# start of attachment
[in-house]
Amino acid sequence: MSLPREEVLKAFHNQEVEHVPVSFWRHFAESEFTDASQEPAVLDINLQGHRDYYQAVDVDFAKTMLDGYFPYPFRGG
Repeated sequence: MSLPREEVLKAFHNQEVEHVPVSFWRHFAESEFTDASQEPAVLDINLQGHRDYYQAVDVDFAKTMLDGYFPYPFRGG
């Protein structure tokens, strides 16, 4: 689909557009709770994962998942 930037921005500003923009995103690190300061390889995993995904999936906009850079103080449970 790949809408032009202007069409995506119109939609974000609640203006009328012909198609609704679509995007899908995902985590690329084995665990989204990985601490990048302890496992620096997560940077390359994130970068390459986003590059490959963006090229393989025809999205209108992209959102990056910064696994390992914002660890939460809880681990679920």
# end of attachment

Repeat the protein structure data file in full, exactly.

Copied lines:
[in-house]
Amino acid sequence: MSLPREEVLKAFHNQEVEHVPVSFWRHFAESEFTDASQEPAVLDINLQGHRDYYQAVDVDFAKTMLDGYFPYPFRGG
Repeated sequence: MSLPREEVLKAFHNQEVEHVPVSFWRHFAESEFTDASQEPAVLDINLQGHRDYYQAVDVDFAKTMLDGYFPYPFRGG
């Protein structure tokens, strides 16, 4: 689909557009709770994962998942 930037921005500003923009995103690190300061390889995993995904999936906009850079103080449970 790949809408032009202007069409995506119109939609974000609640203006009328012909198609609704679509995007899908995902985590690329084995665990989204990985601490990048302890496992620096997560940077390359994130970068390459986003590059490959963006090229393989025809999205209108992209959102990056910064696994390992914002660890939460809880681990679920």